Cherie Martina

Arizona State University, Phoenix, Arizona, United States

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Publications (3)7.86 Total impact

  • Cherie Martina, Jay Wayne, Anthony Bell, Yung Chang
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    ABSTRACT: Several studies have shown that the developmental arrest of severe combined immune deficiency (scid) thymocytes during the CD4(-)CD8(-) double negative (DN) to CD4(+)CD8(+) double positive (DP) transition can be overcome by a sub-lethal dose of ionizing radiation (IR). Concurrent with this developmental progression, IR also induces variable (diversity) joining (V(D)J) recombination at T cell receptor (TCR), delta, beta, and gamma, but not alpha loci. In addition, all irradiated scid mice succumb to thymic lymphoma. In this study, we demonstrate that scid neonates treated with anti-CD3 epsilon antibody become more resistant to the development of thymoma upon exposure to IR. It is known that the anti-CD3 epsilon antibody treatment induces T cell progression to the DP stage bypassing TCRbeta rearrangement. We show here that the resistance to tumor development is correlated with a reduction of TCRbeta rearrangements that are induced by IR. However, TCRgamma rearrangements were not altered by the antibody treatment. The particular effect of anti-CD3 epsilon antibody on TCRbeta rearrangements is likely attributed to a decline of the double negative thymocyte subset (DN3), in which TCRbeta rearrangements predominantly occur. These results suggest that the developmental stage of scid thymocytes can influence the effect of IR on TCR rearrangements as well as lymphomagenesis.
    Immunology Letters 03/2003; 85(3):279-86. · 2.34 Impact Factor
  • Cherie Martina, Jay Wayne, Anthony Bell, Yung Chang
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    ABSTRACT: Several studies have shown that the developmental arrest of severe combined immune deficiency (scid) thymocytes during the CD4−CD8− double negative (DN) to CD4+CD8+ double positive (DP) transition can be overcome by a sub-lethal dose of ionizing radiation (IR). Concurrent with this developmental progression, IR also induces variable (diversity) joining (V(D)J) recombination at T cell receptor (TCR), δ, β, and γ, but not α loci. In addition, all irradiated scid mice succumb to thymic lymphoma. In this study, we demonstrate that scid neonates treated with anti-CD3ε antibody become more resistant to the development of thymoma upon exposure to IR. It is known that the anti-CD3ε antibody treatment induces T cell progression to the DP stage bypassing TCRβ rearrangement. We show here that the resistance to tumor development is correlated with a reduction of TCRβ rearrangements that are induced by IR. However, TCRγ rearrangements were not altered by the antibody treatment. The particular effect of anti-CD3ε antibody on TCRβ rearrangements is likely attributed to a decline of the double negative thymocyte subset (DN3), in which TCRβ rearrangements predominantly occur. These results suggest that the developmental stage of scid thymocytes can influence the effect of IR on TCR rearrangements as well as lymphomagenesis.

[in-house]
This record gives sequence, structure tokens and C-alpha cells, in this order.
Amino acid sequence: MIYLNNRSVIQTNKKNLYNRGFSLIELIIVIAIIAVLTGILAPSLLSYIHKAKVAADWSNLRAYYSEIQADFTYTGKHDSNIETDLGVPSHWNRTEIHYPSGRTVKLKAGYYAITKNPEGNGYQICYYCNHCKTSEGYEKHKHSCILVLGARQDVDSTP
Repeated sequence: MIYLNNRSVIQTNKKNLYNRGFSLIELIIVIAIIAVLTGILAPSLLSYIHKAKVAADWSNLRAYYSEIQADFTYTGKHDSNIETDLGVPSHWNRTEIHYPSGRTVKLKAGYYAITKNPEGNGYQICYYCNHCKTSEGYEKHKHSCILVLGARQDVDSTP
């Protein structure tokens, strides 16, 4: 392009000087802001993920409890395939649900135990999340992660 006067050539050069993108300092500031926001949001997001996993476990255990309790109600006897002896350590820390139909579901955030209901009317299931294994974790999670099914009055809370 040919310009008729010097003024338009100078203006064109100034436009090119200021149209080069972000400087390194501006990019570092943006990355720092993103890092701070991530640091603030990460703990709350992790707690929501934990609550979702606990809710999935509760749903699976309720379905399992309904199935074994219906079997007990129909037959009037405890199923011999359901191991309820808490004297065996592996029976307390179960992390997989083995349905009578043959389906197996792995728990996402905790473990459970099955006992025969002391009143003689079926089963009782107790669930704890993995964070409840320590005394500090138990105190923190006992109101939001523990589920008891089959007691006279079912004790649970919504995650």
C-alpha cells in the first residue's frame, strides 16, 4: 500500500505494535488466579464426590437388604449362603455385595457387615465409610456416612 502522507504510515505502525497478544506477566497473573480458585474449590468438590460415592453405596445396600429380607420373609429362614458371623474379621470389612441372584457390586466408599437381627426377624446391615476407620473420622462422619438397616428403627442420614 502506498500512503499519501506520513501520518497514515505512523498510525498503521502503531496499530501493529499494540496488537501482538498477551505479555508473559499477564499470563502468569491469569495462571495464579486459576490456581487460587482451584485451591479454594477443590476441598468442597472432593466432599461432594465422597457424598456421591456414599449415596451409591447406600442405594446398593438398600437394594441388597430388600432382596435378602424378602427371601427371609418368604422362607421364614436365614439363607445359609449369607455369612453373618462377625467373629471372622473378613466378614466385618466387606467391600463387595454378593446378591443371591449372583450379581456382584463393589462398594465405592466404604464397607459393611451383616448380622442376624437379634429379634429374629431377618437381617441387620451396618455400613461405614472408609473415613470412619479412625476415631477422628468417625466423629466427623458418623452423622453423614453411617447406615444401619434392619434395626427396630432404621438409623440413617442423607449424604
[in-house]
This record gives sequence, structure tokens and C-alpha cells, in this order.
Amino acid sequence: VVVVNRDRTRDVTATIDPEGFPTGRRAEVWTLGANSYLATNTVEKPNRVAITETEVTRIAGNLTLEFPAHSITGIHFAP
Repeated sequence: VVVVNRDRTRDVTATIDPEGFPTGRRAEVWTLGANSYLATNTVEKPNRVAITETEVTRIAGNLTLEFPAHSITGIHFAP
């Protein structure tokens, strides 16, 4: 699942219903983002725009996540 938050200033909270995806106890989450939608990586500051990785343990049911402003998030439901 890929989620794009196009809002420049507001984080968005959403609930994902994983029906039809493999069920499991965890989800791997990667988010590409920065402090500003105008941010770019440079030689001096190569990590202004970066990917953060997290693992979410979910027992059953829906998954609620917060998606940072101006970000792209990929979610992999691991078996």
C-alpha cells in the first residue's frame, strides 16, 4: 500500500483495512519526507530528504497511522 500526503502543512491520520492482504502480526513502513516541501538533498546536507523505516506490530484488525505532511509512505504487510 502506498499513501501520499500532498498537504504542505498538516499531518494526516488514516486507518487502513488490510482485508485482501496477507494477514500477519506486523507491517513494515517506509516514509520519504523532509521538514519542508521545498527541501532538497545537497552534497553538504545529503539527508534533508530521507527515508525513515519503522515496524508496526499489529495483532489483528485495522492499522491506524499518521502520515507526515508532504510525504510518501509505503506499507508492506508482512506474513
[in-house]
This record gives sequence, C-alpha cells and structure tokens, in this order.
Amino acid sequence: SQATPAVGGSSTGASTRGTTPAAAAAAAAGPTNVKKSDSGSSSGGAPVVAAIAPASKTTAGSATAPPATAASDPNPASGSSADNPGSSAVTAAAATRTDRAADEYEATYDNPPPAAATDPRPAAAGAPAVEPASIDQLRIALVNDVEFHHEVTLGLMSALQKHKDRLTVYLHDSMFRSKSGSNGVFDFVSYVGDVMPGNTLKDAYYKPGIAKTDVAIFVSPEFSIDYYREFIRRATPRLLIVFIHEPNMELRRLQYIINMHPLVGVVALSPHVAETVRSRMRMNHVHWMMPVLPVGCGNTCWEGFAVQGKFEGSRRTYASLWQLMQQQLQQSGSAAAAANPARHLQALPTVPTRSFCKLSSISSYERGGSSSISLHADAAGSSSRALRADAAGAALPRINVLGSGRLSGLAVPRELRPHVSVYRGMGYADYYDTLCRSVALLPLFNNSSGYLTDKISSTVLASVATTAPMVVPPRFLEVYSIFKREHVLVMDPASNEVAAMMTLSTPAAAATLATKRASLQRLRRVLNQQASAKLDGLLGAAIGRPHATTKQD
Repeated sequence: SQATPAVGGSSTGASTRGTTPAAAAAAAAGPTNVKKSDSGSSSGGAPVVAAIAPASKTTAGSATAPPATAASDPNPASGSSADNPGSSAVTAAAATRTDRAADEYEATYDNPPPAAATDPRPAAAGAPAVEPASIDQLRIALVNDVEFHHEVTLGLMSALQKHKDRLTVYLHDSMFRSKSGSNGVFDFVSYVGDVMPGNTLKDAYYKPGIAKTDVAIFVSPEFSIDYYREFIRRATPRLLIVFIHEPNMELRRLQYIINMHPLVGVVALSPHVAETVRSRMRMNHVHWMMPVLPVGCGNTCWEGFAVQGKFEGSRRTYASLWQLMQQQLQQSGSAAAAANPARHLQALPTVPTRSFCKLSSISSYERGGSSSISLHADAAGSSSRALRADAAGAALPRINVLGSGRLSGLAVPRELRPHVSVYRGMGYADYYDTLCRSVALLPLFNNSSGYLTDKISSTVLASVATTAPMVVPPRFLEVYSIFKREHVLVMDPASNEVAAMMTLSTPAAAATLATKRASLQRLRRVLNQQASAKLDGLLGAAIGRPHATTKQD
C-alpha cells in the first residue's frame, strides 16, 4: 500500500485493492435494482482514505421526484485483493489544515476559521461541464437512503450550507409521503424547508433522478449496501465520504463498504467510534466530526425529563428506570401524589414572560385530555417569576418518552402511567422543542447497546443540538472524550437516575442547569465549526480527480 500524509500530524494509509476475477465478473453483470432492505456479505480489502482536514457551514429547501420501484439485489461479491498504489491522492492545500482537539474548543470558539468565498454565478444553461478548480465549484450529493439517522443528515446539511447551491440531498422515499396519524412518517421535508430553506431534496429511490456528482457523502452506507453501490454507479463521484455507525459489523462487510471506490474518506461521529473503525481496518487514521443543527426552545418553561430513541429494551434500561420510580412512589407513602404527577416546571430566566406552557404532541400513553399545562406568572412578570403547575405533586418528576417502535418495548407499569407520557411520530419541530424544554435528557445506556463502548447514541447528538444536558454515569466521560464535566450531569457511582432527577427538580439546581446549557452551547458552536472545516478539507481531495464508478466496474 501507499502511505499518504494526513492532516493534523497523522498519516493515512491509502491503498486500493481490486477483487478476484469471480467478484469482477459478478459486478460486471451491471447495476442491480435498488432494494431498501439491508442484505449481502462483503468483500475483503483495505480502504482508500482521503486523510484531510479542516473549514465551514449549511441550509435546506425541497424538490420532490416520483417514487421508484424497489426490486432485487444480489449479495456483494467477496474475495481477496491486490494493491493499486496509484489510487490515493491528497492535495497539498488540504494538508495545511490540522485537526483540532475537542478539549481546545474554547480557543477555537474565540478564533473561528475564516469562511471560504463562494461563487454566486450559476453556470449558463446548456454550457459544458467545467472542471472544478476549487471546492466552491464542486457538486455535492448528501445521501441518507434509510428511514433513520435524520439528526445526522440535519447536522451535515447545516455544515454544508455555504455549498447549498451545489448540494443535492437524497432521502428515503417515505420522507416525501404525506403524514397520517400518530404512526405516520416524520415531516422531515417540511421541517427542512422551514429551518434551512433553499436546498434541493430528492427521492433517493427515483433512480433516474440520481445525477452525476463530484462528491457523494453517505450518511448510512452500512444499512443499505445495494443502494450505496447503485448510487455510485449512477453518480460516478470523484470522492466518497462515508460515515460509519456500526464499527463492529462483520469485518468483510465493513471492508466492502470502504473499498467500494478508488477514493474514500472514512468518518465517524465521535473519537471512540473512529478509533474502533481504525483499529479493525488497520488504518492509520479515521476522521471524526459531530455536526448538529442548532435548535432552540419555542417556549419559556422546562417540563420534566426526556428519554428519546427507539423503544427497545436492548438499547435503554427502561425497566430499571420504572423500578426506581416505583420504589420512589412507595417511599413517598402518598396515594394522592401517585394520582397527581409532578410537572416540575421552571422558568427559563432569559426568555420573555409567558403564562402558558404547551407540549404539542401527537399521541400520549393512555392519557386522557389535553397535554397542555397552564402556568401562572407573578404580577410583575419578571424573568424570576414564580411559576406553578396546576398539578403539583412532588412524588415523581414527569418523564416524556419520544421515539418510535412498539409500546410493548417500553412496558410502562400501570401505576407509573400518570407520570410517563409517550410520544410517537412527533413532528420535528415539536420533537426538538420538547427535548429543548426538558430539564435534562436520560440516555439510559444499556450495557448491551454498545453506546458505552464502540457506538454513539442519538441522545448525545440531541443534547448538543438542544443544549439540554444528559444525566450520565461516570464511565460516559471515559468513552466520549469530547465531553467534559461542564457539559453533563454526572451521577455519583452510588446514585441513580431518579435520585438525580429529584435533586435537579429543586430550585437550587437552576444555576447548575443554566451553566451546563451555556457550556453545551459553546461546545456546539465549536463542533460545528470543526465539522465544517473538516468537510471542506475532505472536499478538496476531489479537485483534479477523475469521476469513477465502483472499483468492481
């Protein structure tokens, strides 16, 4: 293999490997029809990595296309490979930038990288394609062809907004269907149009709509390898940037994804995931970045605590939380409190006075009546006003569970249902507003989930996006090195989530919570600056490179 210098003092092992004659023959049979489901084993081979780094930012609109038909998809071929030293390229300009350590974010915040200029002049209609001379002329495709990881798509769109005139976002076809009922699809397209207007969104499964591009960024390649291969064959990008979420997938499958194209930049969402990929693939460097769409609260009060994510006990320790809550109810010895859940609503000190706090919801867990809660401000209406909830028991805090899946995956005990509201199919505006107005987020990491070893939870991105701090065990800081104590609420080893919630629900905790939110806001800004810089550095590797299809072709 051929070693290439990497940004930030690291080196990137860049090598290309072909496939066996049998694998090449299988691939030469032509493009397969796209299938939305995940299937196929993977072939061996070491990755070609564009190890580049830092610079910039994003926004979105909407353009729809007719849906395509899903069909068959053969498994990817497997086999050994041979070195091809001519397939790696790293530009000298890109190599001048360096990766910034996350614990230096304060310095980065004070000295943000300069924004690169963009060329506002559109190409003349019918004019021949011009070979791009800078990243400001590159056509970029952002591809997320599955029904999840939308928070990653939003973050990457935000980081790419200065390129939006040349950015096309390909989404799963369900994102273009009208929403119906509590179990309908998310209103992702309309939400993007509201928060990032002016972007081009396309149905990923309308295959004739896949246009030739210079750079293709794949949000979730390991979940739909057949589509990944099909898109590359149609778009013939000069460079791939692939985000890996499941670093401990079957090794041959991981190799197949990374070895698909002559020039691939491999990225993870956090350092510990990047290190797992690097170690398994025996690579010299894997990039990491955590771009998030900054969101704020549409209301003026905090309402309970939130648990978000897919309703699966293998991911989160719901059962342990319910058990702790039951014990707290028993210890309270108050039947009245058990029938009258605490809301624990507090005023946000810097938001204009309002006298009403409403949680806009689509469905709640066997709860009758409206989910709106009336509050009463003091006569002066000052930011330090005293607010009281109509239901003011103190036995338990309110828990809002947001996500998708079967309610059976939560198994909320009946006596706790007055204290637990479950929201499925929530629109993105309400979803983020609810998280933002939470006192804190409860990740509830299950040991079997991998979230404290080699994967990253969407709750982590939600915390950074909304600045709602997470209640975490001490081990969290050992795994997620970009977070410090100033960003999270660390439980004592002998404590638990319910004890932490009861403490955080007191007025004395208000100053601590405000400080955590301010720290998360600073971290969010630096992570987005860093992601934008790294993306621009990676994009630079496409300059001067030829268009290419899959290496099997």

Immunology Letters - IMMUNOL LETT. 01/2003; 85(3):279-286.
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    ABSTRACT: There is evidence for both physiological functions of the natural neurotransmitter, acetylcholine, and pharmacological actions of the plant alkaloid, nicotine, on the development and function of the immune system. The effects of continuous exposure to nicotine over a 12-day course of fetal thymus organ culture (FTOC) were studied, and thymocytes were analyzed by flow cytometry. In the presence of very low concentrations of nicotine many more immature T cells (defined by low or negative TCR expression) and fewer mature T cells (intermediate or high expression of TCR) were produced. In addition, the numbers of cells expressing CD69 and, to a lesser extent, CD95 (Fas) were increased. These effects took place when fetal thymus lobes from younger (13-14 days gestation) pups were used for FTOC. If FTOC were set up using tissue from older (15-16 days gestation pups), nicotine had little effect, suggesting that it may act only on immature T cell precursors. Consistent with an increase in immature cells, the expression of recombinase-activating genes was found to be elevated. Nicotine effects were partially blocked by the simultaneous addition of the nicotinic antagonist d-tubocurarine. Furthermore, d-tubocurarine alone blocked the development of both immature and mature murine thymocytes, suggesting the presence of an endogenous ligand that may engage nicotinic acetylcholine receptors on developing thymocytes and influence the course of normal thymic ontogeny.
    The Journal of Immunology 10/2002; 169(6):2915-24. · 5.52 Impact Factor